Spanish navigator Bruno de Hezeta first discovered the Columbia River in 1775, but did not attempt to enter it. He thought it might be an estuary for an inland bay or "the mouth of some great river or some passage to another sea."
Instead, the honor of naming the great river fell to Captain Robert Gray of Boston. In search of ways to expand the fur trade, he navigated the bar in May 1792 and discovered the river he would name for his ship, the Columbia Rediva. For another two years, Gray continued to explore the shores north and south of the mouth of the Columbia.
Not about to let the Americans claim the area, the British quickly dispatched two ships to the Columbia five months later – the Discover, commanded by Captain George Vancouver, and the Chatham, commanded by Lt. William Broughton.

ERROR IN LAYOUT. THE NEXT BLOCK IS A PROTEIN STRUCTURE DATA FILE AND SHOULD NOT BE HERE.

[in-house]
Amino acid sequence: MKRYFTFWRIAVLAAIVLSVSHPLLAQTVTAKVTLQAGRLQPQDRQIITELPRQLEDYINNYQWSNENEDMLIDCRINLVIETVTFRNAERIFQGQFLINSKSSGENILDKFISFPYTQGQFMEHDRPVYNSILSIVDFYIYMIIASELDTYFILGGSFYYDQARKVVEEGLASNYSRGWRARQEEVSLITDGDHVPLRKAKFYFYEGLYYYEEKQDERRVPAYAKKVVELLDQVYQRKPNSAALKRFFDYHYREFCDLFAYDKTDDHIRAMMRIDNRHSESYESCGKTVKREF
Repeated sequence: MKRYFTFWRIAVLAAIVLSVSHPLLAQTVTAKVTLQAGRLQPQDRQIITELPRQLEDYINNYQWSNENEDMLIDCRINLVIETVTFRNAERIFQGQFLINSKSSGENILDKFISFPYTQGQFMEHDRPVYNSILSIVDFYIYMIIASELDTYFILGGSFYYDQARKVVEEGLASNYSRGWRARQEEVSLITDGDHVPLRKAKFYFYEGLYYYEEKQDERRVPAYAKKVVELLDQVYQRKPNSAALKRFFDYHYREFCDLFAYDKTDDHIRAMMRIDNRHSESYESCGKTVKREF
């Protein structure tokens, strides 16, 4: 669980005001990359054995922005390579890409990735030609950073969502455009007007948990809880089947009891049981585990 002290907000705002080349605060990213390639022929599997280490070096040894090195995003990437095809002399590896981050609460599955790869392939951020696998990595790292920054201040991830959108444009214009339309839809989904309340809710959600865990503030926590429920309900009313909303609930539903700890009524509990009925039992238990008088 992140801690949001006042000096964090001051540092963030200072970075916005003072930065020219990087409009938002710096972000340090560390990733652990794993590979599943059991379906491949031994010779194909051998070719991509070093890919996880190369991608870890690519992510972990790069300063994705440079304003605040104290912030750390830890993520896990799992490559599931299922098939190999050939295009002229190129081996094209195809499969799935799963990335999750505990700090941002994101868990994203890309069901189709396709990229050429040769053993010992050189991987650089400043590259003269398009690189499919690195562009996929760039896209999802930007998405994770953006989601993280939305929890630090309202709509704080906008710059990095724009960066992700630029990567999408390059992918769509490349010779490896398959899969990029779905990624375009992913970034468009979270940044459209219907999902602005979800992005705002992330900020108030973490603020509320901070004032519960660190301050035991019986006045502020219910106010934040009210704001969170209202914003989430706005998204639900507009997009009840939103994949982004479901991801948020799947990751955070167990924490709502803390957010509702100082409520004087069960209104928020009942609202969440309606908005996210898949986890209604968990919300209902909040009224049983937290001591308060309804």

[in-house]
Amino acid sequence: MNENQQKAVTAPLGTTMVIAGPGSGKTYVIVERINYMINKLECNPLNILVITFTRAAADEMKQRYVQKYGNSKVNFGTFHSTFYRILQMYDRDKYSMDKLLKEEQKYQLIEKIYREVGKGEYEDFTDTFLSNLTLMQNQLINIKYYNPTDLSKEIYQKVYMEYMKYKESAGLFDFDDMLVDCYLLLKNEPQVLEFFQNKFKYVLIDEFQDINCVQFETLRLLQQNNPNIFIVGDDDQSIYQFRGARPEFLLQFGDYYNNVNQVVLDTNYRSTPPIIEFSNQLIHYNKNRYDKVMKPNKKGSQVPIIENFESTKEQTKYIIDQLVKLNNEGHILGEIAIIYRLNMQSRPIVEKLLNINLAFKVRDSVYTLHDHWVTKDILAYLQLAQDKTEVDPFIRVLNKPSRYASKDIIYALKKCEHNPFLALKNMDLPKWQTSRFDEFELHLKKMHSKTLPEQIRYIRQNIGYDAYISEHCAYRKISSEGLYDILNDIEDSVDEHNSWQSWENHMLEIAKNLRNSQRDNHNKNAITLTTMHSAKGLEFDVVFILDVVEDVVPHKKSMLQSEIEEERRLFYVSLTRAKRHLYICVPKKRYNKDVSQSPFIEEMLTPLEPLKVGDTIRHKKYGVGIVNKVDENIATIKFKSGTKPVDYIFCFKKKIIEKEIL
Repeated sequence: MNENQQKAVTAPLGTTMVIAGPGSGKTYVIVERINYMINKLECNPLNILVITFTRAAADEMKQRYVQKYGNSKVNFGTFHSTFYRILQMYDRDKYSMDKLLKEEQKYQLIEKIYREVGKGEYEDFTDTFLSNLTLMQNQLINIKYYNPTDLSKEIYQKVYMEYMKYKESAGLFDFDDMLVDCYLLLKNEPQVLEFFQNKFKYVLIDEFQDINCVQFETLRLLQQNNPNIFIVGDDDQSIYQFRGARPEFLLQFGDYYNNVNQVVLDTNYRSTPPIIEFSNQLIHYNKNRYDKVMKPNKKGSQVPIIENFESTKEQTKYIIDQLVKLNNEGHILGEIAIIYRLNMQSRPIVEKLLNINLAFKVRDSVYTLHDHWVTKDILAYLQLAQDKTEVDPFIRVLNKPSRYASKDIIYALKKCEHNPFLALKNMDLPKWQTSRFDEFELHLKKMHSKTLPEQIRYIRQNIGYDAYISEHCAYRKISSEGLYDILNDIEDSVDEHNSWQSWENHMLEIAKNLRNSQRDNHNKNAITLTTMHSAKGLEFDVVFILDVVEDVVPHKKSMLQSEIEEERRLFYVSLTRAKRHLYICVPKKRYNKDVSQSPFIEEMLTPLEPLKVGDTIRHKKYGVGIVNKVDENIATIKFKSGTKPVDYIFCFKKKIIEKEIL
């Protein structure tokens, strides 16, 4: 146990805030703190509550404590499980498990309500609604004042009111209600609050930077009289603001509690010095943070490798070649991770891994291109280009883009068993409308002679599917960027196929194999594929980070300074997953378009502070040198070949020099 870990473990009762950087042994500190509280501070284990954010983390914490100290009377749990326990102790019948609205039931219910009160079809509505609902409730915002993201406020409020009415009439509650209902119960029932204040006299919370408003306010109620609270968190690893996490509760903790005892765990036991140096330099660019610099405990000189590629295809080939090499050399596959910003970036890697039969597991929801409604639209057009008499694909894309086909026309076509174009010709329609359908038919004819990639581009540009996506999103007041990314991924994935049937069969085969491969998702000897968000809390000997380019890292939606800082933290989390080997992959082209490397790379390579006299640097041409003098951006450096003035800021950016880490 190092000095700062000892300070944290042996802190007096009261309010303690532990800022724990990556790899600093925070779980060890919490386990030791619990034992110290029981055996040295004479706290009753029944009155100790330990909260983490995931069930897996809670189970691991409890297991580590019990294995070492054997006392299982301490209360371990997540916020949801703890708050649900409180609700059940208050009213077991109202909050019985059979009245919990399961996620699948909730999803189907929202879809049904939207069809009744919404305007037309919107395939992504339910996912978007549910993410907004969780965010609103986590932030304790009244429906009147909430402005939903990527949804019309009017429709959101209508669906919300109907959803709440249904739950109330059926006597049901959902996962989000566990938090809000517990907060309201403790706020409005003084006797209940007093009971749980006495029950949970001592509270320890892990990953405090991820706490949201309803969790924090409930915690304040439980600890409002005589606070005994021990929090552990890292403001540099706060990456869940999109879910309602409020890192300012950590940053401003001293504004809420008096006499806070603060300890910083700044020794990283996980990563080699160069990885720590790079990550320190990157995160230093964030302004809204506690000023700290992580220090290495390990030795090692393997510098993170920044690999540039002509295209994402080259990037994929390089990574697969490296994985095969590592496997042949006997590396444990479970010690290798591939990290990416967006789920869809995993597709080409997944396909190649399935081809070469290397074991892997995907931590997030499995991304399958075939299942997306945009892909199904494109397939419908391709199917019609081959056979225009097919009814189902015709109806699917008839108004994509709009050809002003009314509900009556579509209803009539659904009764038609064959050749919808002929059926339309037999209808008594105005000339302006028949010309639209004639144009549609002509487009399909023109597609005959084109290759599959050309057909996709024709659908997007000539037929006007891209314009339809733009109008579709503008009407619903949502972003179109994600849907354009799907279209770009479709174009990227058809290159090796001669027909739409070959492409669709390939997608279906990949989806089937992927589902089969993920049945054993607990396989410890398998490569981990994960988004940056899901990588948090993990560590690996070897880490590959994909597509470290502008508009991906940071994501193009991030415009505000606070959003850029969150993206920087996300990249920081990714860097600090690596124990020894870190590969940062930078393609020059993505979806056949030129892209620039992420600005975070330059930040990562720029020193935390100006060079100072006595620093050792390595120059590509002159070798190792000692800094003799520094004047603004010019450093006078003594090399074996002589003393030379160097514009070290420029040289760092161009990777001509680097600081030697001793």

Since Captain Vancouver was unable to get his larger ship past the bar, Lt. Broughton took the Chatham some 100 miles upstream to Washougal and claimed the area in the name of England. The lieutenant, being a wise man, named the area near present-day Vancouver after his boss.
To read more about Vancouver, see The fur traders and the Hawaiians.